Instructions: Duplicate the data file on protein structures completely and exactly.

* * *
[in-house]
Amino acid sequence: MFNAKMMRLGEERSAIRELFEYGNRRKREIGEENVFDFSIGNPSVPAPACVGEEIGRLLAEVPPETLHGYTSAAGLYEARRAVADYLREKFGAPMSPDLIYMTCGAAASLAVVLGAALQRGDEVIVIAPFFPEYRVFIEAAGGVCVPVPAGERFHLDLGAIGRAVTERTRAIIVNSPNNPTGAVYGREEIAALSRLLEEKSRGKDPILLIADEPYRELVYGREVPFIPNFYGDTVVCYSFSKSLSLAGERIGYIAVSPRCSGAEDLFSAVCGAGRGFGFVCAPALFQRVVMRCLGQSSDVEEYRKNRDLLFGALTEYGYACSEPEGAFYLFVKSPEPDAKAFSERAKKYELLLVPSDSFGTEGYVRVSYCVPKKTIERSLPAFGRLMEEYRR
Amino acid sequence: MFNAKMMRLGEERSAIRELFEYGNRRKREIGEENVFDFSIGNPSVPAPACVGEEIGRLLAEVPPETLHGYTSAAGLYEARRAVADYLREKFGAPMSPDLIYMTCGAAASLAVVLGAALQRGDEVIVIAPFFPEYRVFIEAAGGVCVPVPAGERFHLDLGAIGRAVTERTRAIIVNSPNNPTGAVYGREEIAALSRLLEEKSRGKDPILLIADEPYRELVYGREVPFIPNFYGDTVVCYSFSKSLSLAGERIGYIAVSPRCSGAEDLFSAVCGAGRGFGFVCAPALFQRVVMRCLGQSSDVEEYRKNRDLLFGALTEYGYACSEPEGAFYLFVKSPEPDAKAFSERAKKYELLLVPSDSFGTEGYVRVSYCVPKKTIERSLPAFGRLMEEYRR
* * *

[in-house]
Amino acid sequence: MFNAKMMRLGEERSAIRELFEYGNRRKREIGEENVFDFSIGNPSVPAPACVGEEIGRLLAEVPPETLHGYTSAAGLYEARRAVADYLREKFGAPMSPDLIYMTCGAAASLAVVLGAALQRGDEVIVIAPFFPEYRVFIEAAGGVCVPVPAGERFHLDLGAIGRAVTERTRAIIVNSPNNPTGAVYGREEIAALSRLLEEKSRGKDPILLIADEPYRELVYGREVPFIPNFYGDTVVCYSFSKSLSLAGERIGYIAVSPRCSGAEDLFSAVCGAGRGFGFVCAPALFQRVVMRCLGQSSDVEEYRKNRDLLFGALTEYGYACSEPEGAFYLFVKSPEPDAKAFSERAKKYELLLVPSDSFGTEGYVRVSYCVPKKTIERSLPAFGRLMEEYRR
Amino acid sequence: MFNAKMMRLGEERSAIRELFEYGNRRKREIGEENVFDFSIGNPSVPAPACVGEEIGRLLAEVPPETLHGYTSAAGLYEARRAVADYLREKFGAPMSPDLIYMTCGAAASLAVVLGAALQRGDEVIVIAPFFPEYRVFIEAAGGVCVPVPAGERFHLDLGAIGRAVTERTRAIIVNSPNNPTGAVYGREEIAALSRLLEEKSRGKDPILLIADEPYRELVYGREVPFIPNFYGDTVVCYSFSKSLSLAGERIGYIAVSPRCSGAEDLFSAVCGAGRGFGFVCAPALFQRVVMRCLGQSSDVEEYRKNRDLLFGALTEYGYACSEPEGAFYLFVKSPEPDAKAFSERAKKYELLLVPSDSFGTEGYVRVSYCVPKKTIERSLPAFGRLMEEYRR